Countering Conspiracy Theories and Youth Recruitment; Self-Care

My article on “cultural Marxism” as an antisemitic conspiracy theory about the Frankfurt School was recently published in a special issue of the Journal of Social Justice on antisemitism. The article as well as others are available here through the online, open-access journal.

The webinar on countering youth recruitment into hate groups, which was co-sponsored by the Peace and Justice Action League of Spokane and the Eastern Washington University Women’s and Gender Education Center, is available here. I presented alongside autistic disability rights activist and para-educator Eric Warwick and local school counselor Lupe Wolfe. (Eric’s research on how autistic people are targeted by the alt-right as both potential recruits and as victims, is unique and necessary in its emphasis on how racism, ableism, and authoritarianism, especially in schools and the medical system, are driving recruitment of some autistic people to the far-right. This analysis challenges essentialist, biologistic, and ableist theories that claim that autistic people have brains that make them more susceptible to involvement in fascism.)

It was also a pleasure to present recently at the joint conference of the Berkeley Center for Right-Wing Studies and Institute for Research on Male Supremacism. I gave a brief talk on self/community care for researchers on hate and extremism. Although I do not think a video or transcript will be available I can summarize and suggest that for anyone new to this work:

(1) Limit the time you spend on it and balance your work against hate with hobbies, social life, and projects that are unrelated.

(2) Realize that this work is not like other kinds of research; it takes a toll on everyone, and disproportionately on some, especially people of color. To expect everyone who does this work to just be “fine” would be a form of victim-blaming, but we can all work together to support each other and work to implement certain practices to make it more manageable personally.

(3) I have personally found that exercising outside and spending time in nature has been very fruitful for me personally in coping with the toll of the research. Several other people engaged in this work have told me the same thing.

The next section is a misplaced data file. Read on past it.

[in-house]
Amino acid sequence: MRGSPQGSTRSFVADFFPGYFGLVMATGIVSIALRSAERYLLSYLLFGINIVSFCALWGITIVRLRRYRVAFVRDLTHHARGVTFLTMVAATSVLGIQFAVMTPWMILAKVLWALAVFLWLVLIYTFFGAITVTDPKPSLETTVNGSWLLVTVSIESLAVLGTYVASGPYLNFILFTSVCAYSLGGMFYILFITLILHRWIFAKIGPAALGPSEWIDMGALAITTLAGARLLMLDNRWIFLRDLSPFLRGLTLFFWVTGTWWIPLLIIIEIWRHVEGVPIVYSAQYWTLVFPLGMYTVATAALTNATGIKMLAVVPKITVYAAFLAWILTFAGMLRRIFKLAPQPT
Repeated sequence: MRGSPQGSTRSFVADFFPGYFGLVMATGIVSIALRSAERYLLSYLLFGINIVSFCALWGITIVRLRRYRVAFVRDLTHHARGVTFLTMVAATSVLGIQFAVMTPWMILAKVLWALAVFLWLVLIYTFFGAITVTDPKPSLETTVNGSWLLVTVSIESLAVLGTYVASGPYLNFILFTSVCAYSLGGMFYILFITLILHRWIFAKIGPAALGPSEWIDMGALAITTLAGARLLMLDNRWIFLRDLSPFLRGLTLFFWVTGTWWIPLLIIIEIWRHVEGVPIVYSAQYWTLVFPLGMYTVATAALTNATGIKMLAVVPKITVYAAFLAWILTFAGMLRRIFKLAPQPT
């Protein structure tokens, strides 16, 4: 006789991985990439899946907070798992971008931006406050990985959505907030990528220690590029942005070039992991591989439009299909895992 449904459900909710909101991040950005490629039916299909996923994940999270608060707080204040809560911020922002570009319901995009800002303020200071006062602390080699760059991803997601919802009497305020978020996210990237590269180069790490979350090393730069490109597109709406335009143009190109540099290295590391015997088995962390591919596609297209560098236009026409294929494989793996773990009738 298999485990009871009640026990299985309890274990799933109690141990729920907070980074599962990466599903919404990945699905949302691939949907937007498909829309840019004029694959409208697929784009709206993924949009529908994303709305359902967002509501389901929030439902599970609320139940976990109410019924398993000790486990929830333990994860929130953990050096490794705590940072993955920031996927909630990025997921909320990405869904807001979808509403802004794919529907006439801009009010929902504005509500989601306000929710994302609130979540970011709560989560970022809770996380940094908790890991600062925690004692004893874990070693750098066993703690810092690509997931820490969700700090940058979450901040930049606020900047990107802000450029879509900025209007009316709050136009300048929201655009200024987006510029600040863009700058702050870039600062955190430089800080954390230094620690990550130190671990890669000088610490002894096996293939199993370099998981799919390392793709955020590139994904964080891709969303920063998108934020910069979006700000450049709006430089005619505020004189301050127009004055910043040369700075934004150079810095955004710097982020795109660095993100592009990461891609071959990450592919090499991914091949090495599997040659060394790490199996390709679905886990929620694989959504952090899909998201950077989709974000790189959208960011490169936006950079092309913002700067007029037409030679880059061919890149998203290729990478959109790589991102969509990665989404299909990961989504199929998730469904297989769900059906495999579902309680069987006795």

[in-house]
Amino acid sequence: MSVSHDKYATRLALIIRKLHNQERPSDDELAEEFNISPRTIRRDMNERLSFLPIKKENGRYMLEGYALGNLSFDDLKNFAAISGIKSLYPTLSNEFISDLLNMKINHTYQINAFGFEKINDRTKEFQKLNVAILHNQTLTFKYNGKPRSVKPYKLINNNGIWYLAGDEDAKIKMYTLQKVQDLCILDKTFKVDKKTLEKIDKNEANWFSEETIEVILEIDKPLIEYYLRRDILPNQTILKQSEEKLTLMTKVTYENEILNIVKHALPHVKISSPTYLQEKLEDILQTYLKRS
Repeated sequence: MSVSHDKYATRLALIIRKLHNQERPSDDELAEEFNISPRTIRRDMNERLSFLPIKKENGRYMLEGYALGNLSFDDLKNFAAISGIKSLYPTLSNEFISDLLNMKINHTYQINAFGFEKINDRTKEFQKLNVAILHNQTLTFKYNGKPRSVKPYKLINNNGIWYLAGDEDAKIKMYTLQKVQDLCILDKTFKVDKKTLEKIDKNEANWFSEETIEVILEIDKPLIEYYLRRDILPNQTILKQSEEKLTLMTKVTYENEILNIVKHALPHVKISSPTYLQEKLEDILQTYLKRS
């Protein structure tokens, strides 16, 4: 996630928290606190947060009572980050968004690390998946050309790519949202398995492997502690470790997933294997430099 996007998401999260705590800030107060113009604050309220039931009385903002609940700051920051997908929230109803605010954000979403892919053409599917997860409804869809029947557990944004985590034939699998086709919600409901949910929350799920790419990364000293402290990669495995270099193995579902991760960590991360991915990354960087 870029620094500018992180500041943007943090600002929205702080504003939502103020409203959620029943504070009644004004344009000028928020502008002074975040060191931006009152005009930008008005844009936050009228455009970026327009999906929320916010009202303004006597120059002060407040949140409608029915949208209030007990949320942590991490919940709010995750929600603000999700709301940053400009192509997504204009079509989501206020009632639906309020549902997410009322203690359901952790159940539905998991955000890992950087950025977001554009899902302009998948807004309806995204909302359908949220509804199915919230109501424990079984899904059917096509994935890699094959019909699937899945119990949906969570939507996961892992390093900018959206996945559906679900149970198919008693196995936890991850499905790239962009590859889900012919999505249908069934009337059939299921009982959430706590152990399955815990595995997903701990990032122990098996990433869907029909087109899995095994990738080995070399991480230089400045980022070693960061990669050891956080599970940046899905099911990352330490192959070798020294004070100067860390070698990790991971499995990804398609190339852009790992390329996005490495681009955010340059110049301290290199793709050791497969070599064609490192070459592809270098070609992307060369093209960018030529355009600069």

(4) Watch yourself for signs of compassion fatigue. I suggested watching this Ted Talk by Laura van Dernoot Lipsky as well as reading her excellent book Trauma Stewardship, on managing the toll of activism and social service work. I also suggested that as researchers we need to reflect on “boundaries” as both personal and political, and I recommended Cristien Storm’s book Empowered Boundaries. (Storm is both an activist/educator against white nationalism and a therapist whose writing on “boundaries” comes partly from her experience leading a self-defense training program in Seattle following the murder of a member of the left music scene there.)

(5) See a therapist if you are beginning to feel overwhelmed (or before).

I also told people that if they want to talk to me about their experiences, I can see if I can help, or if not, can connect them to others who are working to build community and support each other in this work. I can be reached at

I am presenting in September as part of an ongoing workshop series on research ethics in research on the far-right, organized in part by Aurelien Mondon, co-author of Reactionary Democracy: How Racism and the Populist Far Right Became Mainstream (Verso 2020). My presentation will cover my research on the ethical implications of “compassion narratives” told by former white supremacists and why as researchers we may want to be more cautious and critical in the sharing of these redemption narratives in the public and through our research, while also acknowledging that people can and do leave white supremacist movements and change.

I am currently working on finishing my book for Routledge’s “Fascism and Far-Right” series. I hope to have more updates soon.

My best to everyone struggling for racial justice, economic and political democracy, and liberation at this challenging time. Let’s all continue to do what we can to stay in the streets, or keep active in whatever way we are able, to support Black Lives Matter and to push back against the growing threat of fascism, as seen for example in the violent police and DHS repression in Portland recently. Like many people watching unfolding events, I am deeply concerned that Trump may not leave office even if he loses the election; an attitude of waiting to see what happens in November will not serve us well, and we must do what we can to organize and prepare for that possibility as activists and public researchers. That’s my take–for what it’s worth.

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